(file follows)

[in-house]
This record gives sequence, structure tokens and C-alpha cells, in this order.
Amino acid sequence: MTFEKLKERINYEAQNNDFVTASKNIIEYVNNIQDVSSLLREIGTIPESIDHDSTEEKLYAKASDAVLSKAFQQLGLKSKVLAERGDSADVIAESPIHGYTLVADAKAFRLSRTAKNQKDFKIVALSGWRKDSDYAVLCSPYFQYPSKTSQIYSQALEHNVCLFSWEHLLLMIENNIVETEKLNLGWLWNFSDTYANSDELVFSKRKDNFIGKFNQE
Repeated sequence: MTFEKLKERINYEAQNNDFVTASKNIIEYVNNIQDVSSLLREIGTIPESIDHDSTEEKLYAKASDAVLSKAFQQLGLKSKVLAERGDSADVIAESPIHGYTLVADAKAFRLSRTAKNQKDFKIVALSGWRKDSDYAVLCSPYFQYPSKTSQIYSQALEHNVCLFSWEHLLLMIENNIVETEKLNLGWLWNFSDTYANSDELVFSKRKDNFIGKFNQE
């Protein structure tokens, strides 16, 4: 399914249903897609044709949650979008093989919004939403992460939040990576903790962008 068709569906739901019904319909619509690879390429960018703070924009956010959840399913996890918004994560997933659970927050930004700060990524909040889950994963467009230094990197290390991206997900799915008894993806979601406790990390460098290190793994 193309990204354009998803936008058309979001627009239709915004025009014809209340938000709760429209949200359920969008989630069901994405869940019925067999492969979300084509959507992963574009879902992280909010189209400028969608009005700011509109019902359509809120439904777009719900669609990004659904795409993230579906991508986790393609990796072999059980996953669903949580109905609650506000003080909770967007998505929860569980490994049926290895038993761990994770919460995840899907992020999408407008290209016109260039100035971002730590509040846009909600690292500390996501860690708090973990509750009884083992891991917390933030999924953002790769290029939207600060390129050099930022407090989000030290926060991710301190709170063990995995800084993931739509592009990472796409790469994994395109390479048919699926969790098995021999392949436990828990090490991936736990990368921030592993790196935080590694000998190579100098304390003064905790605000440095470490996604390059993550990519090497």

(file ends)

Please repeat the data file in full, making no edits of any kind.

[in-house]
This record gives sequence, structure tokens and C-alpha cells, in this order.
Amino acid sequence: MTFEKLKERINYEAQNNDFVTASKNIIEYVNNIQDVSSLLREIGTIPESIDHDSTEEKLYAKASDAVLSKAFQQLGLKSKVLAERGDSADVIAESPIHGYTLVADAKAFRLSRTAKNQKDFKIVALSGWRKDSDYAVLCSPYFQYPSKTSQIYSQALEHNVCLFSWEHLLLMIENNIVETEKLNLGWLWNFSDTYANSDELVFSKRKDNFIGKFNQE
Repeated sequence: MTFEKLKERINYEAQNNDFVTASKNIIEYVNNIQDVSSLLREIGTIPESIDHDSTEEKLYAKASDAVLSKAFQQLGLKSKVLAERGDSADVIAESPIHGYTLVADAKAFRLSRTAKNQKDFKIVALSGWRKDSDYAVLCSPYFQYPSKTSQIYSQALEHNVCLFSWEHLLLMIENNIVETEKLNLGWLWNFSDTYANSDELVFSKRKDNFIGKFNQE
């Protein structure tokens, strides 16, 4: 399914249903897609044709949650979008093989919004939403992460939040990576903790962008 068709569906739901019904319909619509690879390429960018703070924009956010959840399913996890918004994560997933659970927050930004700060990524909040889950994963467009230094990197290390991206997900799915008894993806979601406790990390460098290190793994 193309990204354009998803936008058309979001627009239709915004025009014809209340938000709760429209949200359920969008989630069901994405869940019925067999492969979300084509959507992963574009879902992280909010189209400028969608009005700011509109019902359509809120439904777009719900669609990004659904795409993230579906991508986790393609990796072999059980996953669903949580109905609650506000003080909770967007998505929860569980490994049926290895038993761990994770919460995840899907992020999408407008290209016109260039100035971002730590509040846009909600690292500390996501860690708090973990509750009884083992891991917390933030999924953002790769290029939207600060390129050099930022407090989000030290926060991710301190709170063990995995800084993931739509592009990472796409790469994994395109390479048919699926969790098995021999392949436990828990090490991936736990990368921030592993790196935080590694000998190579100098304390003064905790605000440095470490996604390059993550990519090497």